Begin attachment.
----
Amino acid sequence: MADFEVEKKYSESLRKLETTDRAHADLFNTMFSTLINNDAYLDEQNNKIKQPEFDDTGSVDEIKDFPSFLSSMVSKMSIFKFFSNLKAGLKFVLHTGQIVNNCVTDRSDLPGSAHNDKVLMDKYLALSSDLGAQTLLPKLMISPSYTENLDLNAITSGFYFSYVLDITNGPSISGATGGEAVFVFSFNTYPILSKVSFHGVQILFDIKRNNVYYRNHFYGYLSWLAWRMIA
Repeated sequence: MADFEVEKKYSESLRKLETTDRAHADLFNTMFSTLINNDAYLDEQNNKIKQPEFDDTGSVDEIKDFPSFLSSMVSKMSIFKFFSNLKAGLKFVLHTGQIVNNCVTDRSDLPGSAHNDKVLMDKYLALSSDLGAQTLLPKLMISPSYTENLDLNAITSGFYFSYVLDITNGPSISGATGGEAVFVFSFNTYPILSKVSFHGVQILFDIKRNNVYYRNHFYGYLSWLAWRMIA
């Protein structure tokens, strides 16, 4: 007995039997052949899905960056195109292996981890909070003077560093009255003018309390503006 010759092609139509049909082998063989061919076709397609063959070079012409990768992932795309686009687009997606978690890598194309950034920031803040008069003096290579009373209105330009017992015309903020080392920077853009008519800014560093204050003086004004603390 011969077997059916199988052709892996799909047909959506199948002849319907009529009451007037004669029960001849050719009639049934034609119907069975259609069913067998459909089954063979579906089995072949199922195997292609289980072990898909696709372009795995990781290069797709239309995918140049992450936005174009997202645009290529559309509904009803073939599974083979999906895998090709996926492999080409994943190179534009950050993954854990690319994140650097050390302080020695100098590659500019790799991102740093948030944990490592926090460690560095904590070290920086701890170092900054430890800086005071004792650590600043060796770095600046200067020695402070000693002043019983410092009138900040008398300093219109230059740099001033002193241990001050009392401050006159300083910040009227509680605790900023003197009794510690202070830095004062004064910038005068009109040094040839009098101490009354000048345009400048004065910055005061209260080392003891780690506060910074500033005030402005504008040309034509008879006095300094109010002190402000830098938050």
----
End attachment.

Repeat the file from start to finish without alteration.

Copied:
Amino acid sequence: MADFEVEKKYSESLRKLETTDRAHADLFNTMFSTLINNDAYLDEQNNKIKQPEFDDTGSVDEIKDFPSFLSSMVSKMSIFKFFSNLKAGLKFVLHTGQIVNNCVTDRSDLPGSAHNDKVLMDKYLALSSDLGAQTLLPKLMISPSYTENLDLNAITSGFYFSYVLDITNGPSISGATGGEAVFVFSFNTYPILSKVSFHGVQILFDIKRNNVYYRNHFYGYLSWLAWRMIA
Repeated sequence: MADFEVEKKYSESLRKLETTDRAHADLFNTMFSTLINNDAYLDEQNNKIKQPEFDDTGSVDEIKDFPSFLSSMVSKMSIFKFFSNLKAGLKFVLHTGQIVNNCVTDRSDLPGSAHNDKVLMDKYLALSSDLGAQTLLPKLMISPSYTENLDLNAITSGFYFSYVLDITNGPSISGATGGEAVFVFSFNTYPILSKVSFHGVQILFDIKRNNVYYRNHFYGYLSWLAWRMIA
């Protein structure tokens, strides 16, 4: 007995039997052949899905960056195109292996981890909070003077560093009255003018309390503006 010759092609139509049909082998063989061919076709397609063959070079012409990768992932795309686009687009997606978690890598194309950034920031803040008069003096290579009373209105330009017992015309903020080392920077853009008519800014560093204050003086004004603390 011969077997059916199988052709892996799909047909959506199948002849319907009529009451007037004669029960001849050719009639049934034609119907069975259609069913067998459909089954063979579906089995072949199922195997292609289980072990898909696709372009795995990781290069797709239309995918140049992450936005174009997202645009290529559309509904009803073939599974083979999906895998090709996926492999080409994943190179534009950050993954854990690319994140650097050390302080020695100098590659500019790799991102740093948030944990490592926090460690560095904590070290920086701890170092900054430890800086005071004792650590600043060796770095600046200067020695402070000693002043019983410092009138900040008398300093219109230059740099001033002193241990001050009392401050006159300083910040009227509680605790900023003197009794510690202070830095004062004064910038005068009109040094040839009098101490009354000048345009400048004065910055005061209260080392003891780690506060910074500033005030402005504008040309034509008879006095300094109010002190402000830098938050």